(Feature) PCCs Milka Krem showcases 4 must try local cheeses
May 12, 2016 6:15 am
By Cielito M. Reganit
MANILA, May 11 (PNA) — Anyone who has already been at “Milka Krem” — the dairy products outlet of the Philippine Carabao Center (PCC) in the Science City of Munoz in Nueva Ecija — can ascertain that it has become a haven for an array of delightful, truly refreshing, and healthy products that it sells to the public.
It has products such as choco milk, fresh milk, yogurt, lacto juice, pastillas de leche, pulvoron, milkaroons and ice cream.
These are made from delicious and nutritious carabao milk supplied by the agency’s national gene pool and from the milk harvest of smallholder dairy farmers.
The dairy outlet was established to empower and support the dairy farmers in having a sure market for their milk produce.
It carries the tagline “Fresh and Natural,” which is anchored on the agency’s science-based practices in developing products.
But aside from the products already mentioned, Milka Krem also offers four local cheeses that are classified as high-end — Gouda cheese, Mozzarella, White cheese or the “kesong puti” and Cream cheese.
These cheeses are worth anyone’s time in partaking them or taking them home for consumption.
PCC shares how these cheeses are described and made.
According to Patrizia Camille Saturno, PCC’s Central Dairy Collection and Processing Facility (CDCF) plant manager, Gouda is a washed-curd and semi-hard kind of cheese with a creamy yellow paste made of whole ripened milk.
She said that Gouda cheese is a Dutch cheese named after a city in the Netherlands.
“It is used to be processed using cow’s milk in that country. But at PCC, Gouda cheese is produced using buffalo milk,” she said.
“Gouda cheese has a mild flavor and has good melting properties. Aged Gouda is commonly used to enrich soups and sauces. It may be grated, sliced, cubed or melted and used as a table cheese or dessert cheese,” Saturno said.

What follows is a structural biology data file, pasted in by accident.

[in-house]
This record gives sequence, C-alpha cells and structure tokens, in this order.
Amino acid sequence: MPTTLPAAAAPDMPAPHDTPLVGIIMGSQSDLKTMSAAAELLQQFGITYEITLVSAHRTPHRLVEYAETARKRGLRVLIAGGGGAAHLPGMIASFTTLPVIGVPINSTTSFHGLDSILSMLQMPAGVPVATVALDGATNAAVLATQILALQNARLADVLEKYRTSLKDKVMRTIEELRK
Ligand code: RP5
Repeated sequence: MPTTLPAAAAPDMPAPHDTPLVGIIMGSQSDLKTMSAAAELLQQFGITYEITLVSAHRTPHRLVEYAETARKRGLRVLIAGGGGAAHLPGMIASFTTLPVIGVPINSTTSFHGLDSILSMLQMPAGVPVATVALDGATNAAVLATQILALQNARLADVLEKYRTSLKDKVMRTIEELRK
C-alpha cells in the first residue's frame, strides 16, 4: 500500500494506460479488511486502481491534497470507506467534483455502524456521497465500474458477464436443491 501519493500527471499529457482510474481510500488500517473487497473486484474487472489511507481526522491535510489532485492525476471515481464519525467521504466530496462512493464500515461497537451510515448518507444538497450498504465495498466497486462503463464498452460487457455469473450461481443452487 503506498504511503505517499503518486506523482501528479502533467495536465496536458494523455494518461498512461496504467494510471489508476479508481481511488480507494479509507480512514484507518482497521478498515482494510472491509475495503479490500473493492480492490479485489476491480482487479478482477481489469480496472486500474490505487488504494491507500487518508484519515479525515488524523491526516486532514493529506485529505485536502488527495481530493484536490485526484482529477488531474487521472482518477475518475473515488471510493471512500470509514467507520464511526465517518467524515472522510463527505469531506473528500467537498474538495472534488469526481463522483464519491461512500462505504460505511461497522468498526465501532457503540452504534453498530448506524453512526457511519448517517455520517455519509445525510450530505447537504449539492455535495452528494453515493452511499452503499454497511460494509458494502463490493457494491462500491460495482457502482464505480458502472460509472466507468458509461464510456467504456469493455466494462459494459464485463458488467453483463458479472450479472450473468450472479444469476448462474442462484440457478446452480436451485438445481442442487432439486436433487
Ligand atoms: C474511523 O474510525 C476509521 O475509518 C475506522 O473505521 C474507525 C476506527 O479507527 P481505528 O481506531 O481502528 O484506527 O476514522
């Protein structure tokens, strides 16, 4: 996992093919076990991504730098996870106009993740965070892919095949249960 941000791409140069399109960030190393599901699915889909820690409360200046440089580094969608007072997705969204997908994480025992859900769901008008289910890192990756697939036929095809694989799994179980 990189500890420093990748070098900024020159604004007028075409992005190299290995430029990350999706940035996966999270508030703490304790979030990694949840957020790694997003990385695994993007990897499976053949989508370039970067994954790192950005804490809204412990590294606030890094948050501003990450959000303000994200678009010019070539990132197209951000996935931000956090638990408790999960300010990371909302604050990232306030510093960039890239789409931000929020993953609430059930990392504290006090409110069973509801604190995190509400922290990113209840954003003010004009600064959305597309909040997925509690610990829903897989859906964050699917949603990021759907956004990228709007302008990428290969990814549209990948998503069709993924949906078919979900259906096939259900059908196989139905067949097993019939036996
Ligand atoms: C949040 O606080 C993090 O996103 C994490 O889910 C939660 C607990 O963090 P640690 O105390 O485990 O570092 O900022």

The PCC official said that this type of cheese is slow to age compared to other ripened cheeses as ripening can be from 60 days to six months.
She said that this type of cheese is available in a packing size of 100g net weight at Milka Krem for Php90 each.
For enterprising individuals, Saturno shared the how-to’s of making the gouda cheese:
* Heat the milk to about 72 to 75°C for 15 seconds and cool it to about 43 to 45 °C;
* Dissolve culture in small amount of milk completely and add it to the milk. Mix it for a few seconds afterwards; Leave the mixture for one hour;
* Dissolve rennet in small amount of water and add it to the milk. Mix it until incorporated;
* The milk with added rennet will be left undisturbed for one-to-one-and-half hours for coagulation;
* After one hour, cut the curd into squares and leave for five to 10 minutes;
* Drain the coagulum by removing the whey (30 percent of the total milk); Add hot water (75°C, 20 percent of the total milk) to the curd;
* Remove 90 percent of the whey; Collect all the curds and press for 30 minutes under the whey;
* After pressing, mold the curds in wheels with 3kgs each; Press the curd wheels in a cheese presser for 30 minutes each side;
* Place the pressed cheese (pH 5.4-5.5) in the ripening room (12-14°C, overnight); Submerge wheels into 20 percent brine solution at 12-14°C overnight;
* Age for six months in cheese ripening room; and Pack by 100g slice in a vacuum packed pouch.
“The procedures are applicable to any specific number of volumes of milk to be processed,” Saturno said.
For Mozarella, Saturno said that there are three types that that have been developed and sold by the PCC.
“These are the soft-type fresh mozzarella, which has porcelain white color, lightly salted and smoothly textured; the pizza-type mozzarella cheese, which has low moisture content and distinguished by its unique melting and stretching characteristics; and the Bocconcini, which literally means ‘little bites’ in Italy,” she explained.
Saturno said that the first type is a sweet, creamy and milky-like. It is packed with water and ideal to eat for salads and appetizers.